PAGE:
Brain Circuit Problem Likely Sets Stage for the “Voices” That Are Symptom of Schizophrenia
St. Jude Children’s Research Hospital scientists report that a disruption in a brain circuit may contribute to the auditory hallucinations of schizophrenia
Article ID: 618900
Released: 5-Jun-2014 2:00 PM EDT
Source Newsroom: St. Jude Children's Research Hospital
Brain circuit problem likely sets stage for the “voices” that are symptom of schizophreniaSt. Jude Children’s Research Hospital scientists report that a disruption in a brain circuit may contribute to the auditory hallucinations of schizophrenia
Newswise — (MEMPHIS, Tenn. – June 5, 2014) St. Jude Children’s Research Hospital scientists have identified problems in a connection between brain structures that may predispose individuals to hearing the “voices” that are a common symptom of schizophrenia. The work appears in the June 6 issue of the journal Science.
Researchers linked the problem to a gene deletion. This leads to changes in brain chemistry that reduce the flow of information between two brain structures involved in processing auditory information.
The research marks the first time that a specific circuit in the brain has been linked to the auditory hallucinations, delusions and other psychotic symptoms of schizophrenia. The disease is a chronic, devastating brain disorder that affects about 1 percent of Americans and causes them to struggle with a variety of problems, including thinking, learning and memory.
The disrupted circuit identified in this study solves the mystery of how current antipsychotic drugs ease symptoms and provides a new focus for efforts to develop medications that quiet “voices” but cause fewer side effects.
“We think that reducing the flow of information between these two brain structures that play a central role in processing auditory information sets the stage for stress or other factors to come along and trigger the ‘voices’ that are the most common psychotic symptom of schizophrenia,” said the study’s corresponding author Stanislav Zakharenko, M.D., Ph.D., an associate member of the St. Jude Department of Developmental Neurobiology. “These findings also integrate several competing models regarding changes in the brain that lead to this complex disorder.”
The work was done in a mouse model of the human genetic disorder 22q11 deletion syndrome. The syndrome occurs when part of chromosome 22 is deleted and individuals are left with one rather than the usual two copies of about 25 genes. About 30 percent of individuals with the deletion syndrome develop schizophrenia, making it one of the strongest risk factors for the disorder. DNA is the blueprint for life. Human DNA is organized into 23 pairs of chromosomes that are found in nearly every cell.
Earlier work from Zakharenko’s laboratory linked one of the lost genes, Dgcr8, to brain changes in mice with the deletion syndrome that affect a structure important for learning and memory. They found evidence that the same mechanism was at work in patients with schizophrenia. Dgcr8 carries instructions for making small molecules called microRNAs that help regulate production of different proteins.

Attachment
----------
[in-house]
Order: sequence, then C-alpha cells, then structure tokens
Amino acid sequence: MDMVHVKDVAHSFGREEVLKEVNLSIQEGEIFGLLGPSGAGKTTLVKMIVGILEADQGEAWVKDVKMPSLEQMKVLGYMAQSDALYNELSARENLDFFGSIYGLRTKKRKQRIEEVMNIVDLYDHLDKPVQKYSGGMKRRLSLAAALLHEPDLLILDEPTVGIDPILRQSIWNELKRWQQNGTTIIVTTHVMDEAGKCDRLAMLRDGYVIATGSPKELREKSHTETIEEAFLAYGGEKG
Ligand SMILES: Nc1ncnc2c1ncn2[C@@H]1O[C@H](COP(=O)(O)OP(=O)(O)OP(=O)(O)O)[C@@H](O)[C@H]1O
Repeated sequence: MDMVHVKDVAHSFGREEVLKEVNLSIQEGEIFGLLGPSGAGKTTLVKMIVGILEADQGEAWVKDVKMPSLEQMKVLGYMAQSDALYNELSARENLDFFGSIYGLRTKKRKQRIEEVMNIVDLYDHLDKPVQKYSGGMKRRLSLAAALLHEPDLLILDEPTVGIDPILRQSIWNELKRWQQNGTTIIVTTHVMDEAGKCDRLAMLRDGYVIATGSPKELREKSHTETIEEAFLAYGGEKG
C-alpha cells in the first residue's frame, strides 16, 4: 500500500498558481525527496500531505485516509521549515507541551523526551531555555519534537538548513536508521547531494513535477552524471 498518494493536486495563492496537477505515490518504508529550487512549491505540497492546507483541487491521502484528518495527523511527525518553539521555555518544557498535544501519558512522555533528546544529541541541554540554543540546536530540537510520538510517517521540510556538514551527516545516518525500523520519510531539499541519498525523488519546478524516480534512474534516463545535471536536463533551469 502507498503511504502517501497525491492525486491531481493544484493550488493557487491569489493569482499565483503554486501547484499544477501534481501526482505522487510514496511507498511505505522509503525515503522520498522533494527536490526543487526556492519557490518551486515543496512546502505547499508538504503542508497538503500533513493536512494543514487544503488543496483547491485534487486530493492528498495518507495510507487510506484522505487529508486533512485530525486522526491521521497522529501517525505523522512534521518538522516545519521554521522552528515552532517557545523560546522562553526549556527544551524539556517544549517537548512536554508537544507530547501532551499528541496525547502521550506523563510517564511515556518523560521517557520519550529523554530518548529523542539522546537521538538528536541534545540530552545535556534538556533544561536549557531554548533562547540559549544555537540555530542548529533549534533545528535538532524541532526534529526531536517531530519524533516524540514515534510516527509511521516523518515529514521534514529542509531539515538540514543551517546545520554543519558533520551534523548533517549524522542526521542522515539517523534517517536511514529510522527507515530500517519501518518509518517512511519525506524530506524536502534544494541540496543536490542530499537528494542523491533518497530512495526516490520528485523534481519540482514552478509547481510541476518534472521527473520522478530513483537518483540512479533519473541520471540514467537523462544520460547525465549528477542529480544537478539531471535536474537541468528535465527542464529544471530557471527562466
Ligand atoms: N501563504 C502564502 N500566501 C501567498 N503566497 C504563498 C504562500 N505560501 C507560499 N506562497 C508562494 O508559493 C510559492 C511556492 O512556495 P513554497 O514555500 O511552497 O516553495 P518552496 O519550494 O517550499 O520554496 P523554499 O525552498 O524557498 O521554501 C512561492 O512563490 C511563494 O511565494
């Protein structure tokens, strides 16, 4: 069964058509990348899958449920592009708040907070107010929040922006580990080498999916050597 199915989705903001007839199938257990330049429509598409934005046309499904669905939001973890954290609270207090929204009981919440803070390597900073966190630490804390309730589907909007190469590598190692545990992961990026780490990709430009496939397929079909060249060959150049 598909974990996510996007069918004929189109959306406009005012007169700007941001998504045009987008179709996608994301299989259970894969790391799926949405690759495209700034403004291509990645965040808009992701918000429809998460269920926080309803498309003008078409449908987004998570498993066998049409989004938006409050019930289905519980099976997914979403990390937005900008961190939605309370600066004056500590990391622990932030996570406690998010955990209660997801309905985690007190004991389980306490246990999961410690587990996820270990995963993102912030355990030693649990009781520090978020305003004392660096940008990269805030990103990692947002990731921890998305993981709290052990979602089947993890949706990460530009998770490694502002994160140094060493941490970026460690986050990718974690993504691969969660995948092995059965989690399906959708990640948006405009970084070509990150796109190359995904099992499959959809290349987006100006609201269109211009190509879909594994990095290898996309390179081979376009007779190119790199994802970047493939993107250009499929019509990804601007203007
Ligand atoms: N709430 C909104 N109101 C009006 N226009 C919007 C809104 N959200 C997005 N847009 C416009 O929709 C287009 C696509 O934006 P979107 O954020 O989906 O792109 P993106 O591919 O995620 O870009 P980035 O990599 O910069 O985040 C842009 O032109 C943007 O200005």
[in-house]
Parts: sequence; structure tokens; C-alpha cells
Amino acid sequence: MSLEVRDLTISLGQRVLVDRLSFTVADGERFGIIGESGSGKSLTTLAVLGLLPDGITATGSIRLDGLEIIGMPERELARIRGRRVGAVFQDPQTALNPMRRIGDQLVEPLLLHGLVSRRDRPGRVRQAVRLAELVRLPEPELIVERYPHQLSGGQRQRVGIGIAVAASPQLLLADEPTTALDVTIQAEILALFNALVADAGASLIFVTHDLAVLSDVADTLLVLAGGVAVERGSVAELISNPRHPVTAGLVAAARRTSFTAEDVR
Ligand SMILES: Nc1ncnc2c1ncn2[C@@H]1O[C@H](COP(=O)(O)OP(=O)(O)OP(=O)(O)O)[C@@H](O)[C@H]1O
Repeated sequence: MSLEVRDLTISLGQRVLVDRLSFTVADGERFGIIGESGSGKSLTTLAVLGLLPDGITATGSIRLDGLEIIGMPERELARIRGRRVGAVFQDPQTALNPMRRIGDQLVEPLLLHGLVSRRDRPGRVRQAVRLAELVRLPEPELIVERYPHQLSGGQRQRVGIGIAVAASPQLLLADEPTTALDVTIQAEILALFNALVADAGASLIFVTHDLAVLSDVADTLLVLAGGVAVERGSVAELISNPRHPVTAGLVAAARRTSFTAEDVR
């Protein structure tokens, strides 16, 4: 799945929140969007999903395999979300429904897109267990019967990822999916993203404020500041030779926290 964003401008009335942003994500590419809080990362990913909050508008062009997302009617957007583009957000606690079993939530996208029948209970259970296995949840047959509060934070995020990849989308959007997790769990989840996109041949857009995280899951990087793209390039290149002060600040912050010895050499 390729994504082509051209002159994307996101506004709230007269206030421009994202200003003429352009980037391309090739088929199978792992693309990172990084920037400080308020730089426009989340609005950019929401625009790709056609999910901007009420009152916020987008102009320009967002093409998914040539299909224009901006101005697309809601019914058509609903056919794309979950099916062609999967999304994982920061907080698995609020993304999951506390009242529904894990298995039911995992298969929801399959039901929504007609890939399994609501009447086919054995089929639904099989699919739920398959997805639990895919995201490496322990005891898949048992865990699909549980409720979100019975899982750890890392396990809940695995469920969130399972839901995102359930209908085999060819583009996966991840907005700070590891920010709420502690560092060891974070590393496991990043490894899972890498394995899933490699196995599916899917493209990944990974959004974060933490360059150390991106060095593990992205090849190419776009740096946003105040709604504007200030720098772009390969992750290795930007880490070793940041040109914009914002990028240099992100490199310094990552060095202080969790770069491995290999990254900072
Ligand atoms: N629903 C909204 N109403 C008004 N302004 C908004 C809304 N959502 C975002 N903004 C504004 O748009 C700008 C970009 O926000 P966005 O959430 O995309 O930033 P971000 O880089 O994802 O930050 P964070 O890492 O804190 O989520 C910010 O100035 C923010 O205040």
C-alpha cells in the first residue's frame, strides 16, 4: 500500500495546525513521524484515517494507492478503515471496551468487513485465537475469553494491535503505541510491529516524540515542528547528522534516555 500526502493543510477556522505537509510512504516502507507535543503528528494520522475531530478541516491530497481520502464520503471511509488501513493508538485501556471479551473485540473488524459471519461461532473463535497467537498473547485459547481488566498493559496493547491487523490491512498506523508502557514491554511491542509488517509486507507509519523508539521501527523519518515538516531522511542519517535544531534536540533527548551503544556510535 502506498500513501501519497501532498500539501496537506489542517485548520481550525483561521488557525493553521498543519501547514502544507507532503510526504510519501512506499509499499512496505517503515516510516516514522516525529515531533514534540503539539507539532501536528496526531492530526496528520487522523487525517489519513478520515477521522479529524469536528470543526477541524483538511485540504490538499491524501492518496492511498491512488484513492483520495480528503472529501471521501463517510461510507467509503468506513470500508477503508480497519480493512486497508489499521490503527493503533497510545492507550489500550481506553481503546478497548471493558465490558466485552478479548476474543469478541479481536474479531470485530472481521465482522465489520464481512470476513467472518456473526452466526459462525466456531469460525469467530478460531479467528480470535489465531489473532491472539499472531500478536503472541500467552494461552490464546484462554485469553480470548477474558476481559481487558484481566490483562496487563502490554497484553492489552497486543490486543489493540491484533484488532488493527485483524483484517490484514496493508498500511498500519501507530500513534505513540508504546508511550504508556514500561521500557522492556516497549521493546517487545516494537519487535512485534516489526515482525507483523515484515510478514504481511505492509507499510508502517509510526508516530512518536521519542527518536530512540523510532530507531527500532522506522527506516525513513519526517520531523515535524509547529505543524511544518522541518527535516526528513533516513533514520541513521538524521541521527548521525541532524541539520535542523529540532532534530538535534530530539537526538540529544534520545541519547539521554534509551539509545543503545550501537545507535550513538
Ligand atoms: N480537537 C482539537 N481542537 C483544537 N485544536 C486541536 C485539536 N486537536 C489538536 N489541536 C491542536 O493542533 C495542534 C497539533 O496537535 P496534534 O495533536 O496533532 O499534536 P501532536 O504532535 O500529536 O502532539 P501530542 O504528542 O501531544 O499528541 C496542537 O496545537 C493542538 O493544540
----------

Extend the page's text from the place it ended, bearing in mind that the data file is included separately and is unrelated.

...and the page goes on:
For this study, researchers used state-of-the-art tools to link the loss of Dgcr8 to changes that affect a different brain structure, the auditory thalamus. For decades antipsychotic drugs have been known to work by binding to a protein named the D2 dopamine receptor (Drd2). The binding blocks activity of the chemical messenger dopamine. Until now, however, how that quieted the “voices” of schizophrenia was unclear.
Working in mice with and without the 22q11 deletion, researchers showed that the strength of the nerve impulse from neurons in the auditory thalamus was reduced in mice with the deletion compared to normal mice. Electrical activity in other brain regions was not different.
Investigators showed that Drd2 levels were elevated in the auditory thalamus of mice with the deletion, but not in other brain regions. When researchers checked Drd2 levels in tissue from the same structure collected from 26 individuals with and without schizophrenia, scientists reported that protein levels were higher in patients with the disease.
As further evidence of Drd2’s role in disrupting signals from the auditory thalamus, researchers tested neurons in the laboratory from different brain regions of mutant and normal mice by adding antipsychotic drugs haloperidol and clozapine. Those drugs work by targeting Drd2. Originally nerve impulses in the mutant neurons were reduced compared to normal mice. But the nerve impulses were almost universally enhanced by antipsychotics in neurons from mutant mice, but only in neurons from the auditory thalamus.
When researchers looked more closely at the missing 22q11 genes, they found that mice that lacked the Dgcr8 responded to a loud noise in a similar manner as schizophrenia patients. Treatment with haloperidol restored the normal startle response in the mice, just as the drug does in patients.
Studying schizophrenia and other brain disorders advances understanding of normal brain development and the missteps that lead to various catastrophic diseases, including pediatric brain tumors and other problems.
The study’s first author is Sungkun Chun, Ph.D., a postdoctoral fellow in Zakharenko’s laboratory. The other authors are Joby Westmoreland, Ildar Bayazitov, Donnie Eddins, Amar Pani, Richard Smeyne, Jing Yu and Jay Blundon, all of St. Jude.
The research was funded in part by grants (MH097742, MH095810, DC012833) from the National Institutes of Health and ALSAC.
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